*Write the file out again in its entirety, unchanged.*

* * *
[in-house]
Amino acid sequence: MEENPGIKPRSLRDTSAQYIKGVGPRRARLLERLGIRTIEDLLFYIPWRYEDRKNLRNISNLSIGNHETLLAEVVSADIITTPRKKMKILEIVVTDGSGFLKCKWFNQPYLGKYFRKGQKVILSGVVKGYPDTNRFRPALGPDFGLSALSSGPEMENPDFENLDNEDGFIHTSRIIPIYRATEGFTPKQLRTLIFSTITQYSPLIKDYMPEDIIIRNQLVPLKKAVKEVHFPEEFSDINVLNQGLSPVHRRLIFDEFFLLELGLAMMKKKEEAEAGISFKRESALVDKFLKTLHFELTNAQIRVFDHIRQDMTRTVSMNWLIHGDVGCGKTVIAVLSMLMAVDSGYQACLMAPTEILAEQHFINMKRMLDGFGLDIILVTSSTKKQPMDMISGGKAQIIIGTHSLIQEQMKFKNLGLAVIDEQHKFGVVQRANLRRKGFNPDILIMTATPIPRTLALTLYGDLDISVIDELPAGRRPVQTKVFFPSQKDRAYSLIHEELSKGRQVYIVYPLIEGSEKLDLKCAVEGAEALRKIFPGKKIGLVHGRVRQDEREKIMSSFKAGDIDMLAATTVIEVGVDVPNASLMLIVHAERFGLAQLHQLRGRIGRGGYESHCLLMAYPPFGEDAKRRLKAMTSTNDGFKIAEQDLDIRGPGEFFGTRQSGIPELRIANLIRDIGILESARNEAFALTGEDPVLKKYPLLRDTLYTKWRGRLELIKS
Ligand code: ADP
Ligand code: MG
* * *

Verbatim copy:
[in-house]
Amino acid sequence: MEENPGIKPRSLRDTSAQYIKGVGPRRARLLERLGIRTIEDLLFYIPWRYEDRKNLRNISNLSIGNHETLLAEVVSADIITTPRKKMKILEIVVTDGSGFLKCKWFNQPYLGKYFRKGQKVILSGVVKGYPDTNRFRPALGPDFGLSALSSGPEMENPDFENLDNEDGFIHTSRIIPIYRATEGFTPKQLRTLIFSTITQYSPLIKDYMPEDIIIRNQLVPLKKAVKEVHFPEEFSDINVLNQGLSPVHRRLIFDEFFLLELGLAMMKKKEEAEAGISFKRESALVDKFLKTLHFELTNAQIRVFDHIRQDMTRTVSMNWLIHGDVGCGKTVIAVLSMLMAVDSGYQACLMAPTEILAEQHFINMKRMLDGFGLDIILVTSSTKKQPMDMISGGKAQIIIGTHSLIQEQMKFKNLGLAVIDEQHKFGVVQRANLRRKGFNPDILIMTATPIPRTLALTLYGDLDISVIDELPAGRRPVQTKVFFPSQKDRAYSLIHEELSKGRQVYIVYPLIEGSEKLDLKCAVEGAEALRKIFPGKKIGLVHGRVRQDEREKIMSSFKAGDIDMLAATTVIEVGVDVPNASLMLIVHAERFGLAQLHQLRGRIGRGGYESHCLLMAYPPFGEDAKRRLKAMTSTNDGFKIAEQDLDIRGPGEFFGTRQSGIPELRIANLIRDIGILESARNEAFALTGEDPVLKKYPLLRDTLYTKWRGRLELIKS
Ligand code: ADP
Ligand code: MG